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Updated COPD Guidelines: Treatment, Management Options


Annals of Long-Term Care: Clinical Care and Aging. 2017;25(1):45-46.


ALTC Editors

The Global Strategy for the Diagnosis, Management, and Prevention of COPD (GOLD) 2017 Report, which highlights changes in diagnosis, de-escalation therapy, nonpharmacologic therapies, and multicomorbidity management, has just been published online (Am J Respir Crit Care Med; doi:10.1164/rccm.201701-0218PP).

Twenty-two COPD experts reviewed published research through October 2016 to compile the best recommendations in the report.

One of the key changes in the revision is the separation of symptom evaluation from spirometric assessment. Although spirometry remains necessary to make the diagnosis, assessment goals should focus on symptoms, risk for exacerbations, and determining the effect of the disease on the patient’s overall health. That assessment can then be used to place individual patients in the A, B, C, and D groups that guide therapy.

“The major change was peeling off spirometry and making spirometry a diagnostic and obstruction severity marker, but removing it from pharmacologic considerations in principle, with one exception,” said report coauthor Fernando Martinez, MD, chief of the Division of Pulmonary and Critical Care Medicine at Weill Cornell Medical Center/NewYork-Presbyterian Hospital in New York City (eg, Medscape. February 2, 2017).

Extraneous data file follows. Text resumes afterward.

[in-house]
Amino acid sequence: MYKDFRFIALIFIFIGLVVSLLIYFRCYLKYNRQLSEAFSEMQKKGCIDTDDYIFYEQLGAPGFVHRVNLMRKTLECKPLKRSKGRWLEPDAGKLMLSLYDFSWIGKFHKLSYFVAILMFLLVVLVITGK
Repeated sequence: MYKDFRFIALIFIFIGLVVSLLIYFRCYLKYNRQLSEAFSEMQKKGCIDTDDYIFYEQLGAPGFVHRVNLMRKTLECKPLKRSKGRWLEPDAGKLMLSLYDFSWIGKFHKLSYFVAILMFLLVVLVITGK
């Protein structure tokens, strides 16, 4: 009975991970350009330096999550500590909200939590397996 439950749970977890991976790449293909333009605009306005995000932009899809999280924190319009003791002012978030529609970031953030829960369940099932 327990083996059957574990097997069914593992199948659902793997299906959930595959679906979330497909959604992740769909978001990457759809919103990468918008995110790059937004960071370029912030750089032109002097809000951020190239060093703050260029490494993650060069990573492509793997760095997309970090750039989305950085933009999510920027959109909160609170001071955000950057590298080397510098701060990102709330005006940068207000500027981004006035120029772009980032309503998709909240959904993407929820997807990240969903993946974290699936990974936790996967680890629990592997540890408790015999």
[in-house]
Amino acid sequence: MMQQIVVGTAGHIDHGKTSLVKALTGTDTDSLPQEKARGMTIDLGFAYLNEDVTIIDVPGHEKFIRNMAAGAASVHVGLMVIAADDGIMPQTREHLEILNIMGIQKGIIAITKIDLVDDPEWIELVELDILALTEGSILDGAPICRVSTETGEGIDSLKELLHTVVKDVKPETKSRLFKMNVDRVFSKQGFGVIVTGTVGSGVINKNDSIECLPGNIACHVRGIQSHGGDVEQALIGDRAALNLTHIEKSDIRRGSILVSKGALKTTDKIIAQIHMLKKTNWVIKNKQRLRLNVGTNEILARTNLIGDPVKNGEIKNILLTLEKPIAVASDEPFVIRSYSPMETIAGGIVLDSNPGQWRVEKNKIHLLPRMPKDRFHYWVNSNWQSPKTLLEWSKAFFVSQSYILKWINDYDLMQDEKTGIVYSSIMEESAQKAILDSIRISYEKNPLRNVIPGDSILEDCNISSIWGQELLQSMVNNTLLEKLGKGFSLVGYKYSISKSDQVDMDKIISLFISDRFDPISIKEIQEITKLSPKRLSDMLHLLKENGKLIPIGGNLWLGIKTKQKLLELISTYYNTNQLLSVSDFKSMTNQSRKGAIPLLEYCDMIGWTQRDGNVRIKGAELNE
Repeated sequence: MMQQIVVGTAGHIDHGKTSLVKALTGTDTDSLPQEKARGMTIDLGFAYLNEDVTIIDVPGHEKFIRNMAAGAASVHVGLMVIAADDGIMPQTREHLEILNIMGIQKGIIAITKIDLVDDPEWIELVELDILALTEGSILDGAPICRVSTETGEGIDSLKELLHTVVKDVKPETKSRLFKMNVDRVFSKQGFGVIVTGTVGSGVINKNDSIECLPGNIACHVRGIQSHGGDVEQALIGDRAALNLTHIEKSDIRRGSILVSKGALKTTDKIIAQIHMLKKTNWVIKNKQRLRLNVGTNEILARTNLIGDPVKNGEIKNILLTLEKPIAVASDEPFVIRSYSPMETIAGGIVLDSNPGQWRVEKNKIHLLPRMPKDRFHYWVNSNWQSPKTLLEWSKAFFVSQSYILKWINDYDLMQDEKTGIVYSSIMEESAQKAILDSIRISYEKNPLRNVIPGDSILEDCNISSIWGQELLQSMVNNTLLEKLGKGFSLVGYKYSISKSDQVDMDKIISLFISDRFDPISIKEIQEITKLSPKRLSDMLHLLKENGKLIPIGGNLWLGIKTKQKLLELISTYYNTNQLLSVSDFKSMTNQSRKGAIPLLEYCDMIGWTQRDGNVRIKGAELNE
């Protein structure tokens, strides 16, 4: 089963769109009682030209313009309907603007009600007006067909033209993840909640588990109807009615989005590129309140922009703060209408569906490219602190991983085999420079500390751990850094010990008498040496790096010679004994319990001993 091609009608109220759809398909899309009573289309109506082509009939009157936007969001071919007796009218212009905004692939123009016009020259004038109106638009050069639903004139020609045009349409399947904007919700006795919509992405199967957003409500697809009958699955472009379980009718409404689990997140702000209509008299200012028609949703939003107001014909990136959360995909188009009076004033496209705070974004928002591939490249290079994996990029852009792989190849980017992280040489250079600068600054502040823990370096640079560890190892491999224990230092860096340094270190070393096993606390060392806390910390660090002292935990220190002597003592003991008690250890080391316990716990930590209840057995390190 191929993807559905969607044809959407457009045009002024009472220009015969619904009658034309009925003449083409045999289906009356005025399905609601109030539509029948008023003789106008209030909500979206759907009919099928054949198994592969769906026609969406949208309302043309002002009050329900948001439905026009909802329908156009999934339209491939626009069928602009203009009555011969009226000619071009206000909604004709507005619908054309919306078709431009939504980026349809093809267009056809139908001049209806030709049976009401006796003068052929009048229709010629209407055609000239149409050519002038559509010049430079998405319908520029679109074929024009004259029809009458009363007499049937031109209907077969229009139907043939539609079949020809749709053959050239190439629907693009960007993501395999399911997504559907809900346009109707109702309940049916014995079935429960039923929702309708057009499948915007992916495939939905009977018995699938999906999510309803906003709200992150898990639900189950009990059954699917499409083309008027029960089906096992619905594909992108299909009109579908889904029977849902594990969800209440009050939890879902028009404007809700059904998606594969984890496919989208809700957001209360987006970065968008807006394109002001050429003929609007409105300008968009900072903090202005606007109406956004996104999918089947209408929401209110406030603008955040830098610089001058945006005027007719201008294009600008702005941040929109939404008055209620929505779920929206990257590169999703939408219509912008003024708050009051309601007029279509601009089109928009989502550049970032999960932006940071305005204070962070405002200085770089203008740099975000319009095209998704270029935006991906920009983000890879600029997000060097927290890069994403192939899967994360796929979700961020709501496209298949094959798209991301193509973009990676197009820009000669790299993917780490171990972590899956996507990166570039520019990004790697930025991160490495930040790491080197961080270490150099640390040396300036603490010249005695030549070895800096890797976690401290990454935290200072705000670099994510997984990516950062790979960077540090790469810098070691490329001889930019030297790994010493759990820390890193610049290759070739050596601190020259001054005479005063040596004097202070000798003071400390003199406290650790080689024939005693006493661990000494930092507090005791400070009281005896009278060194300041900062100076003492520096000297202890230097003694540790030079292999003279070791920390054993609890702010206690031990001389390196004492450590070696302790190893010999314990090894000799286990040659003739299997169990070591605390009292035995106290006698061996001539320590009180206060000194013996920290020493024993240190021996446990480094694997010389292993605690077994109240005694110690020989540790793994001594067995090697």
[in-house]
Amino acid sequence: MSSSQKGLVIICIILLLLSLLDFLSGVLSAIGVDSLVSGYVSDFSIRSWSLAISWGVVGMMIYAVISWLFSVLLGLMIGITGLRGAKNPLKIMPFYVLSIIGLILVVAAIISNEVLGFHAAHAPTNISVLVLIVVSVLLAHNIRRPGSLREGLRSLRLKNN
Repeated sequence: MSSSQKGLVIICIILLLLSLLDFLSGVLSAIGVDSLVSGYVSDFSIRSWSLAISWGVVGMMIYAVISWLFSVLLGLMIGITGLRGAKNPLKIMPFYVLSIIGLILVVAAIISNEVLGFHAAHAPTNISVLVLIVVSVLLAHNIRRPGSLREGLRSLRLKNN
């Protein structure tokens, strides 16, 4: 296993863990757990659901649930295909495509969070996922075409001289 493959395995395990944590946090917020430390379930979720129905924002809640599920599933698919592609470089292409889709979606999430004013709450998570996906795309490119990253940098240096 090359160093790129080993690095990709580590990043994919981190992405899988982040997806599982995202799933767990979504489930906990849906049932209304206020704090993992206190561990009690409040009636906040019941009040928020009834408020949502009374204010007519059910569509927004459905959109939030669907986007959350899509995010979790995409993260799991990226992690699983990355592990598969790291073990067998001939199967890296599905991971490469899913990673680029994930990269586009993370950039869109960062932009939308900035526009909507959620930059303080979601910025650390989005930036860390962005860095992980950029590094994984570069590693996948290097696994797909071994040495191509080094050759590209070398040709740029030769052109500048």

“Spirometry remains a key diagnostic feature and an important modality in defining severity of airflow obstruction,” he said. “Therapeutically, it has limited relevance for pharmacotherapeutic options except for roflumilast. It does have relevance for nonpharmacologic therapies, including lung volume reduction and lung transplantation.”

As before, the guidelines recommend evaluation for COPD in individuals with a history of risk factors or with dyspnea, chronic cough, or sputum production, using a postbronchodilator FEV1/FVC < 0.70 cutoff for diagnosis. In addition to family history, risk factors from childhood include low birthweight and childhood respiratory infections. Other risk factors include exposure to tobacco smoke, home cooking or heating fuels smoke, and occupational dusts, vapors, fumes, gases, and other chemicals.

Another addition to the new GOLD report is an in-depth discussion of escalation and de-escalation treatment strategies, whereas past reports primarily focused only on initial therapy recommendations.

The updated GOLD report further adds a thorough review of nonpharmacologic treatment options, in addition to receiving influenza and pneumococcal vaccinations to decrease the risk for lower respiratory tract infections. The most important aspect of any treatment plan remains smoking cessation, and pulmonary rehabilitation remains highly beneficial.

Referring to the expanded discussion on managing comorbidities in COPD patients, Dr Martinez said, “There remains strong emphasis on the understanding of diagnosing and managing comorbid conditions in the COPD patient…. There’s also a later emphasis and description on the role of palliative care and comprehensive disease management.”—Amanda Del Signore

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